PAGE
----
The block on the south side of Marlborough between Clarendon and Dartmouth is 548 feet in length and 112 feet from Marlborough to Alley 424.
The land was part of the approximately 108 acres of land in the Back Bay owned by the Commonwealth of Massachusetts.
The Commonwealth sold its land starting in 1857. The earliest transactions were by private sales negotiated by the Commissioners on the Back Bay. In 1860, the legislature required that all future sales be made through public auctions. The first auction was held on October 24, 1860, and they continued until March of 1872, when they were suspended due to depressed real estate values. In 1879, the legislature authorized the Harbor and Land Commissioners (successors to the Commissioners on the Back Bay) to sell lots with frontages of up to 100 feet by privately negotiated sale. The land sales resumed in May of 1879 and the last of the remaining land was sold in 1886.
Click here for more information on the Commonwealth of Massachusetts land in the Back Bay.
All of the land on the south side of Marlborough between Clarendon and Dartmouth was sold by the Commonwealth at its auction on April 9, 1863, in twenty-two lots: a 30 foot lot at the corner of Clarendon (Lot 1), eight 25 foot lots to the west of the corner lot (Lots 2-9), twelve 24 foot lots to the west of those (Lots 10-21), and a 30 foot lot at the corner of Dartmouth (Lot 22). The names of the buyers of the lots were reported by the Boston Evening Transcript on April 9, 1863.
The corner lot at Marlborough and Clarendon was purchased by a Dr. Sharp, probably Dr. John Cauldwell Sharp, a physician, who lived at 40 Commonwealth. The two lots to the west of it (Lots 2-3) were purchased by merchant and banker William Thomas, who lived at 10 Marlborough. Dwight Foster, an attorney, purchased the next five lots (Lots 4-8), and Dr. Sharp purchased the four lots west of those (Lots 9-12). Peleg W. Chandler, also an attorney, was the successful bidder for the remaining ten lots (Lots 13-22), including the corner lot at Marlborough and Dartmouth.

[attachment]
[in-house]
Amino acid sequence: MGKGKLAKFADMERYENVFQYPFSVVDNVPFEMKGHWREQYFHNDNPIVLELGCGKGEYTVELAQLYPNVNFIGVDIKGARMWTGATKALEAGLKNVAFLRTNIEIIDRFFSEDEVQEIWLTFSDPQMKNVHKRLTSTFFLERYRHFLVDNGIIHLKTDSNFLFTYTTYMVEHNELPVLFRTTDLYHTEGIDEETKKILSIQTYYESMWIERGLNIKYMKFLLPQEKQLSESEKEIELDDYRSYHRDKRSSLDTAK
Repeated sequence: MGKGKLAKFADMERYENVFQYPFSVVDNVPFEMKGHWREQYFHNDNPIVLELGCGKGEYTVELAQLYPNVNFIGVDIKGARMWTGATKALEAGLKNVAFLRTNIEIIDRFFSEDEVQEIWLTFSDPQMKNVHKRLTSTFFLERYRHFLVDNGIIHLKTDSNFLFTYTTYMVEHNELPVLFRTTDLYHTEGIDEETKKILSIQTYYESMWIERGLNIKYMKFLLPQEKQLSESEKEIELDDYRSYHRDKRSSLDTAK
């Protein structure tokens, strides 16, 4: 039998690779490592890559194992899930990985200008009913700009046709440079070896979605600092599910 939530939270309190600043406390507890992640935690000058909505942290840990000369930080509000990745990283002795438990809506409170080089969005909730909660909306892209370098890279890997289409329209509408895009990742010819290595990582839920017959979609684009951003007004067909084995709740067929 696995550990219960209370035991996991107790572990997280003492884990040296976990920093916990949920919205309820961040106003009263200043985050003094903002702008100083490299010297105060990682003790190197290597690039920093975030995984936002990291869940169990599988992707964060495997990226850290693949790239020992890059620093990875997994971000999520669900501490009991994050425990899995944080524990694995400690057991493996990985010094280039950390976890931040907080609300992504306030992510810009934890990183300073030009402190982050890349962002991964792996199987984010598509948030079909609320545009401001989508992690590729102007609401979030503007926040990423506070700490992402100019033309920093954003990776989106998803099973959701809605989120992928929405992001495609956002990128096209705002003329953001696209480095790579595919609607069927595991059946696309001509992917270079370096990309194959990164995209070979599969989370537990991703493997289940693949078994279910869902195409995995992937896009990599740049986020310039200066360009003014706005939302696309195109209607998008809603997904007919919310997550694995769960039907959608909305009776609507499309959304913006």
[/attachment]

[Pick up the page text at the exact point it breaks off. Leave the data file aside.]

William Thomas took title to the two lots (Lots 2-3) he purchased at the auction. Peleg Chandler took title to the corner lot at Dartmouth and the two to the east of it (lots 20-22), and sold or transferred the deed bonds for the other seven. All of the other successful bidders sold or transferred their deed bonds and the property was purchased from the Commonwealth by someone else.
Eastern Parcels. On April 9, 1863, the Commonwealth conveyed Lots 2-3, the two 25 foot lots west of the corner lot at Clarendon, to William Thomas, who had purchased the lots at the April 9, 1863, auction. On November 8, 1865, hardware merchant Albert Fleetford Sise acquired the corner lot from the Commonwealth, and on November 10, 1865, his wife, Edith (Ware) Sise purchased the eastern 10 feet of William Thomas’s land. The SIses combined the lot with the western 9 feet of the corner lot and built their home at 104 Marlborough.
Albert Sise continued to own the corner lot, with a frontage of 21 feet on Marlborough, which he kept vacant until 1873. That year, he and his wife moved to Medford and, on August 4, 1873, he sold the lot to Dr. James Reed Chadwick, who built his home at 270 Clarendon.